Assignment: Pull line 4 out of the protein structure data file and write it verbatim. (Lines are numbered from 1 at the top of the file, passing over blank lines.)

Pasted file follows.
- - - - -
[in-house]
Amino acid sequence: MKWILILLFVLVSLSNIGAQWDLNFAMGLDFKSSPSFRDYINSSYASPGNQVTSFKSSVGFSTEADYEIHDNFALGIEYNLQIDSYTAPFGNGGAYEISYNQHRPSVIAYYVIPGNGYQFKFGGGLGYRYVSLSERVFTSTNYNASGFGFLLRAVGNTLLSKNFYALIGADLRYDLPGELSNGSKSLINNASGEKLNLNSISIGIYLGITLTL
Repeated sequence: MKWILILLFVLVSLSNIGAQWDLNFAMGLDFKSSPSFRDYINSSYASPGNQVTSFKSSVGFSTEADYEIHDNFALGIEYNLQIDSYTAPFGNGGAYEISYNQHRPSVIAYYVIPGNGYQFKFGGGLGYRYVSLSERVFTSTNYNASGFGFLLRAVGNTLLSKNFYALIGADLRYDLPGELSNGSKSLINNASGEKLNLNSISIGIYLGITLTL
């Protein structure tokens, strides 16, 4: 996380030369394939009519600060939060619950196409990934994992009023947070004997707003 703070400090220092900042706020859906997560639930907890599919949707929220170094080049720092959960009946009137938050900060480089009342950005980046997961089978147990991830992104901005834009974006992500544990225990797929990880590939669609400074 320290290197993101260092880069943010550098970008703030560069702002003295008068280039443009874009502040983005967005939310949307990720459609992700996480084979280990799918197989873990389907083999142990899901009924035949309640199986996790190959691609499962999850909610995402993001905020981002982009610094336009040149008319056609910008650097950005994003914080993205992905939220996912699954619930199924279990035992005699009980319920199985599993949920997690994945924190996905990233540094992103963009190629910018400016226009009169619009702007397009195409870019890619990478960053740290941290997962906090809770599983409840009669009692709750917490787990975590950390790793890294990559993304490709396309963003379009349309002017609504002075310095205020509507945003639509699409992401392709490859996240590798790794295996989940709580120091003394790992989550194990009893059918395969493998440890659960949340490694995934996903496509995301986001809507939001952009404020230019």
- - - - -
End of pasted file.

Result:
């Protein structure tokens, strides 16, 4: 996380030369394939009519600060939060619950196409990934994992009023947070004997707003 703070400090220092900042706020859906997560639930907890599919949707929220170094080049720092959960009946009137938050900060480089009342950005980046997961089978147990991830992104901005834009974006992500544990225990797929990880590939669609400074 320290290197993101260092880069943010550098970008703030560069702002003295008068280039443009874009502040983005967005939310949307990720459609992700996480084979280990799918197989873990389907083999142990899901009924035949309640199986996790190959691609499962999850909610995402993001905020981002982009610094336009040149008319056609910008650097950005994003914080993205992905939220996912699954619930199924279990035992005699009980319920199985599993949920997690994945924190996905990233540094992103963009190629910018400016226009009169619009702007397009195409870019890619990478960053740290941290997962906090809770599983409840009669009692709750917490787990975590950390790793890294990559993304490709396309963003379009349309002017609504002075310095205020509507945003639509699409992401392709490859996240590798790794295996989940709580120091003394790992989550194990009893059918395969493998440890659960949340490694995934996903496509995301986001809507939001952009404020230019």